Since 2015, American Muslims for Palestine (AMP) has held an annual Palestine Advocacy Days to educate people about Palestine and train them on how to push for change in Washington.
This year, as a result of the COVID-19 pandemic, the event will move online. In addition to the training, participants will also be able to connect with members of congress like Rep. Betty McCollum and Rep. Rashida Tlaib.
AMP’s Executive Director Dr. Osama Abuirshaid spoke with Mondoweiss about the progress that the movement has made since the first event was held.
“Over the past six years of holding the Palestine Advocacy Day, we have witnessed a major transformation in dealing with the Palestinian issue in Congress, especially within the Democratic Party. It is true that Congress as an institution remains biased in favor of Israel. It is also true that the establishment within the Democratic Party is more keen towards Israel. However, there are important fundamental changes here,” said Abuirshaid. “Advocating for Palestinian rights in Congress is no longer considered an abhorrent thing. The elections of progressive members in the Democratic Party to Congress provided a new window of opportunity. Today, Palestine represents one of the major causes of social justice in America. We see this in the growing BDS movement, the Congressional discussion about conditioning aid to Israel, and the bills that have been introduced to sanction Israel if it continues it human rights violations against the Palestinians.”
“We understand that a majority of the American public is still more sympathetic to Israel. However, there are major shifts in the public opinion with more Americans becoming aware of the facts and the grievance of the Palestinians,” he continued. “Polls show that Palestinians have significant sympathy within the Democratic Party, especially among those who identify as progressives and liberals. Opinion polls also show that the percentage of sympathy with Palestinians among Millennials and Generation Z is high. This coincides with a bolder and a more assertive solidarity movement for Palestine in America. This movement is diverse religiously and ethnically.”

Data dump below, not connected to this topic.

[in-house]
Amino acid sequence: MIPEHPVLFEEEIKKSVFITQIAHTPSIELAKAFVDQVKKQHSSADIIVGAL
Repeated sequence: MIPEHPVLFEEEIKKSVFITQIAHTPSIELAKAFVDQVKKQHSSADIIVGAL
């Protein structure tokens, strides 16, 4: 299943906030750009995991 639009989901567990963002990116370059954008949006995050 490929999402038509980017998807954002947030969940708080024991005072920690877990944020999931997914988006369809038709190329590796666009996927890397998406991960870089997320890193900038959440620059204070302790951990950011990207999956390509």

“The trajectory is changing in America, mainly during the revival of the civil rights movement in the U.S. and its parallels and connections with the situation in Palestine. It is no longer a political suicide for members of Congress to take a principled stand on Palestine. We are cognizant of all these dynamics and we intend to build on them.”
Last year, Mondoweiss spoke with the American Friends Service Committee‘s Jennifer Bing about how the Palestinian cause developed an avenue into Washington. “For many decades, I did not want to do anything on the Hill because it felt like a lost cause,” she said. “People would even tell you in private that they supported your perspective or were interested in your story, but they weren’t willing to speak out publicly..But, I think with the BDS call in the early 2000s, and the activism that developed from that, many saw that you can talk about human rights, you can do it in creative ways, and you can start talking about accountability.”
You can register for the event at AMP’s website.